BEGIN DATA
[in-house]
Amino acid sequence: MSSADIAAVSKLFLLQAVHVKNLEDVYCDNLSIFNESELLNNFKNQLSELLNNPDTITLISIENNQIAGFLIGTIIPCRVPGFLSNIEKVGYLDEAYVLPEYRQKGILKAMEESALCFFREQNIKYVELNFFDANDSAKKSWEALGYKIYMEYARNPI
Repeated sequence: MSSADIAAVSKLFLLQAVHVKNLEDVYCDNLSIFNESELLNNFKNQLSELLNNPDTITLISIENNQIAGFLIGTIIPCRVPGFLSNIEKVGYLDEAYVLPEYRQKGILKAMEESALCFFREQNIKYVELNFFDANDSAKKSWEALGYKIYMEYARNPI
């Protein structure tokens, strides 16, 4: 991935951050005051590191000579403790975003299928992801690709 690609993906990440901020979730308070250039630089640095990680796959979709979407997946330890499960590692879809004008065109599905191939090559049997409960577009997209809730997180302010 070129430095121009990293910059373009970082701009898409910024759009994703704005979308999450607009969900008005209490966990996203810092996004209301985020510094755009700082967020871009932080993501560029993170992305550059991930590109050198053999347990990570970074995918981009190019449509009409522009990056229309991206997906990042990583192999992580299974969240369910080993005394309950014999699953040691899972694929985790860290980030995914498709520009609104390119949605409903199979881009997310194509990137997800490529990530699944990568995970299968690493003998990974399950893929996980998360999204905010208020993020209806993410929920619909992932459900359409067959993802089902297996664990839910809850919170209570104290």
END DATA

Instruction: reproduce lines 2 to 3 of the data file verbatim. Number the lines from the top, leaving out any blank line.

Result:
Amino acid sequence: MSSADIAAVSKLFLLQAVHVKNLEDVYCDNLSIFNESELLNNFKNQLSELLNNPDTITLISIENNQIAGFLIGTIIPCRVPGFLSNIEKVGYLDEAYVLPEYRQKGILKAMEESALCFFREQNIKYVELNFFDANDSAKKSWEALGYKIYMEYARNPI
Repeated sequence: MSSADIAAVSKLFLLQAVHVKNLEDVYCDNLSIFNESELLNNFKNQLSELLNNPDTITLISIENNQIAGFLIGTIIPCRVPGFLSNIEKVGYLDEAYVLPEYRQKGILKAMEESALCFFREQNIKYVELNFFDANDSAKKSWEALGYKIYMEYARNPI